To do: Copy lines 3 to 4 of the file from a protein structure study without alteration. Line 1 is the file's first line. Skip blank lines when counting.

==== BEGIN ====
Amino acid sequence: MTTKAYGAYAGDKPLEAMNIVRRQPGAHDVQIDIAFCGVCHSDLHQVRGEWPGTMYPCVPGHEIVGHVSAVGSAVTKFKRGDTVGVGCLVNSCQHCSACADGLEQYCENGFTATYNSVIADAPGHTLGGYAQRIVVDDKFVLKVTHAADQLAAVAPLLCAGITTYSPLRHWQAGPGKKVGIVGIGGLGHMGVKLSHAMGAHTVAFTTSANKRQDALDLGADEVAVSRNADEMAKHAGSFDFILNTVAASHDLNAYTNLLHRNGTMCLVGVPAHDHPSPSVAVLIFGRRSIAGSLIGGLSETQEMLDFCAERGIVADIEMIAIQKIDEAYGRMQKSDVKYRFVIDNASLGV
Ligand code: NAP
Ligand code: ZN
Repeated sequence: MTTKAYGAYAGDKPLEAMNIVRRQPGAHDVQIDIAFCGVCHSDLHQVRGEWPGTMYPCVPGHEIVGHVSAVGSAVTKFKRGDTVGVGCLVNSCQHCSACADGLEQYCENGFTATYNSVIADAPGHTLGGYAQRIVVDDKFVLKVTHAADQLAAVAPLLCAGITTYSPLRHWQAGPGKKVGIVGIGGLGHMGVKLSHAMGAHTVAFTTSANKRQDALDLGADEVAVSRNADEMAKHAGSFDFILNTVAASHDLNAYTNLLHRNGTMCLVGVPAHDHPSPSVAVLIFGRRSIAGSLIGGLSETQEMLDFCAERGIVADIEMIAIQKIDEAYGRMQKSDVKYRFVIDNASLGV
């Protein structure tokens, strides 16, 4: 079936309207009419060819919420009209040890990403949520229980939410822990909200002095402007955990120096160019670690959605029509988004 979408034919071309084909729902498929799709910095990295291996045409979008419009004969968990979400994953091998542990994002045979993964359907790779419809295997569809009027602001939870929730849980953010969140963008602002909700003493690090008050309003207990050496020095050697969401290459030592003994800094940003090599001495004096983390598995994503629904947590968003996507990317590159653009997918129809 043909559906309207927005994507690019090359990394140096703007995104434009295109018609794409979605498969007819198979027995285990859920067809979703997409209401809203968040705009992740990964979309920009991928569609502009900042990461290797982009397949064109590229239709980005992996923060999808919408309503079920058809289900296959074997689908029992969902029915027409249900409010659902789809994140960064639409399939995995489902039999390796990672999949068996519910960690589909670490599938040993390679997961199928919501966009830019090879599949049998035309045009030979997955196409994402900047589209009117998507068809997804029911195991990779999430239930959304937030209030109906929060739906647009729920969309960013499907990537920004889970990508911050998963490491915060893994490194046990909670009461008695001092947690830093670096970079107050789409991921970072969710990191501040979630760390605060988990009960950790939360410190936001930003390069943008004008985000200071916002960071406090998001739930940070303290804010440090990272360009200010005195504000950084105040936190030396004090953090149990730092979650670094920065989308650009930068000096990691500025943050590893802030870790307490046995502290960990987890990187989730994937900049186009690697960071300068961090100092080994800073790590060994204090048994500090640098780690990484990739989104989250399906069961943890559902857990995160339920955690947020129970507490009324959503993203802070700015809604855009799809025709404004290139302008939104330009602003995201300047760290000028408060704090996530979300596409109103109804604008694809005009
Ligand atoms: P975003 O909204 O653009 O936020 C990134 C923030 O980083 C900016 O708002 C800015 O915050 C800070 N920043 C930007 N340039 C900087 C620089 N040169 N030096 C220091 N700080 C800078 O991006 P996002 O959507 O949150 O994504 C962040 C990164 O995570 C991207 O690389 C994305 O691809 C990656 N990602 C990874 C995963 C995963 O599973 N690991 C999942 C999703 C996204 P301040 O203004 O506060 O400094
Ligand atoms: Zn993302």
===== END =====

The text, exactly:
Ligand code: ZN
Repeated sequence: MTTKAYGAYAGDKPLEAMNIVRRQPGAHDVQIDIAFCGVCHSDLHQVRGEWPGTMYPCVPGHEIVGHVSAVGSAVTKFKRGDTVGVGCLVNSCQHCSACADGLEQYCENGFTATYNSVIADAPGHTLGGYAQRIVVDDKFVLKVTHAADQLAAVAPLLCAGITTYSPLRHWQAGPGKKVGIVGIGGLGHMGVKLSHAMGAHTVAFTTSANKRQDALDLGADEVAVSRNADEMAKHAGSFDFILNTVAASHDLNAYTNLLHRNGTMCLVGVPAHDHPSPSVAVLIFGRRSIAGSLIGGLSETQEMLDFCAERGIVADIEMIAIQKIDEAYGRMQKSDVKYRFVIDNASLGV